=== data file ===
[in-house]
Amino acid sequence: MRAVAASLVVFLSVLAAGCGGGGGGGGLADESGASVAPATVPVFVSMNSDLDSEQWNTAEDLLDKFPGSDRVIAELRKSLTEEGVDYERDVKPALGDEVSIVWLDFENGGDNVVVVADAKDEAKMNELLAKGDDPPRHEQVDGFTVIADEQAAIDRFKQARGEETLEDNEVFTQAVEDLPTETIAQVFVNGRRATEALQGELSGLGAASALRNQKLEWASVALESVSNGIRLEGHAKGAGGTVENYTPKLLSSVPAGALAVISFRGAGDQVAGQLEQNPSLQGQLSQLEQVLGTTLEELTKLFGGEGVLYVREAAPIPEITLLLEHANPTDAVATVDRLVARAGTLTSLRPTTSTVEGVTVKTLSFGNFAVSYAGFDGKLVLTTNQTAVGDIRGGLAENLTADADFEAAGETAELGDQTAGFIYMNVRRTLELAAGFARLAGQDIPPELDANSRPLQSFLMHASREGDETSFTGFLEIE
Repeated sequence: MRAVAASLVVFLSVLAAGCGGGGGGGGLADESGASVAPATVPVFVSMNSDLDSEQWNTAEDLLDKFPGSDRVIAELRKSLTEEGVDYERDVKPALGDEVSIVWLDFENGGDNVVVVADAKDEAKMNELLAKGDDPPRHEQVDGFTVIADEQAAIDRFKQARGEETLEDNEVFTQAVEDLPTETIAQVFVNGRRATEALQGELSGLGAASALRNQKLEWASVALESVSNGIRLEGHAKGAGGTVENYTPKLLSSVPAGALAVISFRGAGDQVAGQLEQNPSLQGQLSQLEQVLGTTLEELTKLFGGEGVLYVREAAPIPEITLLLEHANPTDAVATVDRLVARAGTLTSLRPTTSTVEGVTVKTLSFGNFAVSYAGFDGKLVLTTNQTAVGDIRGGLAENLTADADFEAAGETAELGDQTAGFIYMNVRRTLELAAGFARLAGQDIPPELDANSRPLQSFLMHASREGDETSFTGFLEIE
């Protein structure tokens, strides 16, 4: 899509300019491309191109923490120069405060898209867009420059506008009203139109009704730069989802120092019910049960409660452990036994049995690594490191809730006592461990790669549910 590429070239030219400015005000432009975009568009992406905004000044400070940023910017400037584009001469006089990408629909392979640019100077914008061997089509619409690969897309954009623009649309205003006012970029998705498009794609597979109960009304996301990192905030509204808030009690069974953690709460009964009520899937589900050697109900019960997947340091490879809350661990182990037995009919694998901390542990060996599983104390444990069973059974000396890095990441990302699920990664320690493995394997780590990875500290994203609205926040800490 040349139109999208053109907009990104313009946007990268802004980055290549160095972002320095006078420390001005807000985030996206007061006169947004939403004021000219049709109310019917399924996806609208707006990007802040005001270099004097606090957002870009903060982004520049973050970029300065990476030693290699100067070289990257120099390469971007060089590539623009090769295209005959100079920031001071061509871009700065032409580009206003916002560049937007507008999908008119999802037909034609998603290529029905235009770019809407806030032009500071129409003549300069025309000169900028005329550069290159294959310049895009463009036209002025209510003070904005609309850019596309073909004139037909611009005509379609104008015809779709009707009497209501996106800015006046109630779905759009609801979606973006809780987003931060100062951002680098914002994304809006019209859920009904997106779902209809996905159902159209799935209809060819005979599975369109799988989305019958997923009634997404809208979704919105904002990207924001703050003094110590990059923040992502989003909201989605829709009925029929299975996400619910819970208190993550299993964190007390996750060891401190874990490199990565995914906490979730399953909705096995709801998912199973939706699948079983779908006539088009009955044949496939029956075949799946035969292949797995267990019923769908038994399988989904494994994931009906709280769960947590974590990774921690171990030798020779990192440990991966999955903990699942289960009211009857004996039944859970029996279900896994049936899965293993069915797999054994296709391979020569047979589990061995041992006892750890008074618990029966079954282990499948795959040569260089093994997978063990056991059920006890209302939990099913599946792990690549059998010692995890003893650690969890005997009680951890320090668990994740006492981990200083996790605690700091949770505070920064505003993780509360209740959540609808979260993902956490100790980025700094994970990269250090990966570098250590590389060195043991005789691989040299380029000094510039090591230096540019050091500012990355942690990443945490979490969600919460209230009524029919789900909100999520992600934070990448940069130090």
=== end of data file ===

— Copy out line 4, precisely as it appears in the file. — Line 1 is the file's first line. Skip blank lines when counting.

């Protein structure tokens, strides 16, 4: 899509300019491309191109923490120069405060898209867009420059506008009203139109009704730069989802120092019910049960409660452990036994049995690594490191809730006592461990790669549910 590429070239030219400015005000432009975009568009992406905004000044400070940023910017400037584009001469006089990408629909392979640019100077914008061997089509619409690969897309954009623009649309205003006012970029998705498009794609597979109960009304996301990192905030509204808030009690069974953690709460009964009520899937589900050697109900019960997947340091490879809350661990182990037995009919694998901390542990060996599983104390444990069973059974000396890095990441990302699920990664320690493995394997780590990875500290994203609205926040800490 040349139109999208053109907009990104313009946007990268802004980055290549160095972002320095006078420390001005807000985030996206007061006169947004939403004021000219049709109310019917399924996806609208707006990007802040005001270099004097606090957002870009903060982004520049973050970029300065990476030693290699100067070289990257120099390469971007060089590539623009090769295209005959100079920031001071061509871009700065032409580009206003916002560049937007507008999908008119999802037909034609998603290529029905235009770019809407806030032009500071129409003549300069025309000169900028005329550069290159294959310049895009463009036209002025209510003070904005609309850019596309073909004139037909611009005509379609104008015809779709009707009497209501996106800015006046109630779905759009609801979606973006809780987003931060100062951002680098914002994304809006019209859920009904997106779902209809996905159902159209799935209809060819005979599975369109799988989305019958997923009634997404809208979704919105904002990207924001703050003094110590990059923040992502989003909201989605829709009925029929299975996400619910819970208190993550299993964190007390996750060891401190874990490199990565995914906490979730399953909705096995709801998912199973939706699948079983779908006539088009009955044949496939029956075949799946035969292949797995267990019923769908038994399988989904494994994931009906709280769960947590974590990774921690171990030798020779990192440990991966999955903990699942289960009211009857004996039944859970029996279900896994049936899965293993069915797999054994296709391979020569047979589990061995041992006892750890008074618990029966079954282990499948795959040569260089093994997978063990056991059920006890209302939990099913599946792990690549059998010692995890003893650690969890005997009680951890320090668990994740006492981990200083996790605690700091949770505070920064505003993780509360209740959540609808979260993902956490100790980025700094994970990269250090990966570098250590590389060195043991005789691989040299380029000094510039090591230096540019050091500012990355942690990443945490979490969600919460209230009524029919789900909100999520992600934070990448940069130090």